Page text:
Tuesday, September 20, 2016 by holisticdentistry
Article by Snejana Farberov
Betty Squier says she never thought her 14-month-old daughter, Daisy Lynn Torres, would die going to see dentist Dr. Michael Melanso
But that is what happened when the mother-of-two from Texas took the toddler to Austin Children’s Dentistry to have a pair of cavities filled back in March.
And now Squier says she is shocked and furious after her daughter’s autopsy report published last month revealed there was nothing wrong with Daisy’s baby teeth and did not need any dental work.
‘One can only speculate as to why any treatment was performed considering no indication of dental disease or pathology,’ wrote dental pathologist Dr. Robert G. in his review and added that the toddler’s previous visit showed no decay either.
The autopsy report, conducted by the Travis County Medical Examiner’s Office, ruled that anesthesia caused the toddler’s death.
However, Melanson’s attorney has hit back and said in a statement to Inside Edition that there was no evidence ‘the dentist did anything to cause the event. The best interest of the child was everyone’s only goal.’
The lawyer previously has called into question the autopsy findings, referring to unspecified ‘troubling clinical oversights’ and ‘many significant errors’ in the review, although he would not go into detail citing personal privacy laws and federal HIPAA regulations, reported Medical Daily.
Jason Ray, attorney for the treating dentist at Austin Children’s Dentistry said that the autopsy found no defects because Dr. Melanson removed them before the child tragically passed away and added, ‘The report reveals no surprises to us.’
‘By the time the forensic odontologist evaluated Daisy, all evidence of dental disease had already been removed by the dentist, as expected.
‘A treating dentist always has the advantage of pre-treatment visual exams, clinical findings, and x-rays on the patient; as well as knowing the patient’s dental history, unlike a forensic odontologist.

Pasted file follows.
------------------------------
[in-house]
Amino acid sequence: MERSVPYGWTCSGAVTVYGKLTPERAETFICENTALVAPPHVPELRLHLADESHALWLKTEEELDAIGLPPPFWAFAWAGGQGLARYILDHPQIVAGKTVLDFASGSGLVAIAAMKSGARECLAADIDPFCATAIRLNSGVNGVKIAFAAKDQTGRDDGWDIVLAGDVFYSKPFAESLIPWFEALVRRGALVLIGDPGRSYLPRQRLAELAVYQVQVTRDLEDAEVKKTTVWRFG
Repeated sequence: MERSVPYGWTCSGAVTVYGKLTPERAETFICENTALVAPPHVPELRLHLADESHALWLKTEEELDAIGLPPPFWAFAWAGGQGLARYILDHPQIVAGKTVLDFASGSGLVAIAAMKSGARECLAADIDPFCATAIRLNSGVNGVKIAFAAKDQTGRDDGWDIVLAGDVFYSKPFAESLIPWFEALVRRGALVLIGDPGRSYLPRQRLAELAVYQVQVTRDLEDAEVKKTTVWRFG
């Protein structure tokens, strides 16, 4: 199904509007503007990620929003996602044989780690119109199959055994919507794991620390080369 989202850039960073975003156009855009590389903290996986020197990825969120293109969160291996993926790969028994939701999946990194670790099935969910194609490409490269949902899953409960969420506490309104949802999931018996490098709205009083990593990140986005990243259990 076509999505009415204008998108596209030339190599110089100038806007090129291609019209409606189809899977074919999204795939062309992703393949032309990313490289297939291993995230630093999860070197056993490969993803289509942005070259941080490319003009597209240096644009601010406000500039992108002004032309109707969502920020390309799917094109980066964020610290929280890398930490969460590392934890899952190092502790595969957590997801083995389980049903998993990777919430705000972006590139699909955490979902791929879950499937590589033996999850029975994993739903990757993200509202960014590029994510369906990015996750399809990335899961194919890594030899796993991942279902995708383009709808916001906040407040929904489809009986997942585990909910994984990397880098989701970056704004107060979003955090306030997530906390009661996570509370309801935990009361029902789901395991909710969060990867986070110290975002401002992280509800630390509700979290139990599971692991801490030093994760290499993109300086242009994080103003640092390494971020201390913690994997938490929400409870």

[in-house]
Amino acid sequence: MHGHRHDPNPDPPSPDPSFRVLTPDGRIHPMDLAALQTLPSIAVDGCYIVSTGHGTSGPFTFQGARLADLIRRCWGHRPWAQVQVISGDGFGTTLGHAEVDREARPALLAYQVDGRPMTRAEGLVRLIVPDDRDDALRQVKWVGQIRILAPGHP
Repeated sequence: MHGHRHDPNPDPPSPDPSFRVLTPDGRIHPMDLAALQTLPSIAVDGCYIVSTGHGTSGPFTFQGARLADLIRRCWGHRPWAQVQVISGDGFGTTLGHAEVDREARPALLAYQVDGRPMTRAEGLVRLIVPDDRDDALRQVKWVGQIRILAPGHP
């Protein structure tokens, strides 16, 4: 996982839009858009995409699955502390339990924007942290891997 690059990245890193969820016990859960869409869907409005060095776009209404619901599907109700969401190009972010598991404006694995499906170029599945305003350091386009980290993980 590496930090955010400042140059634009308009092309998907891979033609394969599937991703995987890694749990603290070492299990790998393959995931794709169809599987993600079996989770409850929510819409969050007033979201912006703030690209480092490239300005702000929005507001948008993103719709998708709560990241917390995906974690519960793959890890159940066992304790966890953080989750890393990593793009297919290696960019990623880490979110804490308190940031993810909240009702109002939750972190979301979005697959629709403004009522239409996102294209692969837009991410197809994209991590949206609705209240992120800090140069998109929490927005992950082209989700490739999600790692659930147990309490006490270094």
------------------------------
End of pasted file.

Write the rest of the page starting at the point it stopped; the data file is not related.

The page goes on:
‘The treating dentist in Daisy’s case will present all of the evidence that justified Daisy’s treatment if called on to do so.’
Betty Squier took Daisy to the dentist on March 29 to get treatment for tooth decay in her primary teeth.
But in the course of the appointment, she says Dr Michael Melanson, Daisy’s dentist, had informed her that the little girl had not two but six cavities, requiring four crowns and two fillings.
Speaking to Inside Edition this week, Squier said she had some doubts about having crowns installed on Daisy’s baby teeth, but she went ahead with Melanson’s course of treatment.
‘I allowed him to do it because I trusted him,’ she said.
Daisy was sedated by an anesthesiologist, which was routinely done at the office to keep young patients calm.
During the procedure, the 14-month-old stopped breathing and went into cardiac arrest. Dr Malenson called 911 and Daisy was rushed to a hospital.
Just hours after arriving for her appointment at the dental office, the child was dead.
In mid-July, the Travis County Medical Examiner’s Office released Daisy Torres’ autopsy report, cited by KEYE-TV, that read, in part:
According to the report, a review of Torres’ dental records showed that there was no evidence the girl was in any pain.
‘It is possible that the partially erupted teeth may have had a congenital enamel defects but not necessarily requiring treatment with a child of this age,’ the medical examiner concluded.
The cause of death was determined to be the result of complications of anesthesia.
Following the release of the forensic report, Dr Melanson was suspended indefinitely from the practice pending the conclusion of an investigation by the Texas State Board of Dental Examiners.
Sarah Marshall, a spokesperson for Austin Children’s Dentistry, confirmed to the Daily Mail Wednesday that Melanson, who was a contract dentist at the practice, has not been back since his suspension went into effect July 15.
Attorney Sean Breen, who has been retained by Daisy Torres’ family, wondered why Dr Melanson decided to put four crowns on baby teeth that were going to fall out anyway.
Daisy’s aunt Jessica Castaneda told the Austin-American Statesman earlier this year: ‘Daisy was a happy baby full of life.
‘She had just celebrated Easter with her family. She went to the dentist.
‘Then her mother called me and asked me to pray because something went wrong and they were taking her to the hospital.
‘Next thing we know, we’re planning funeral arrangements.’
Read more: dailymail.co.uk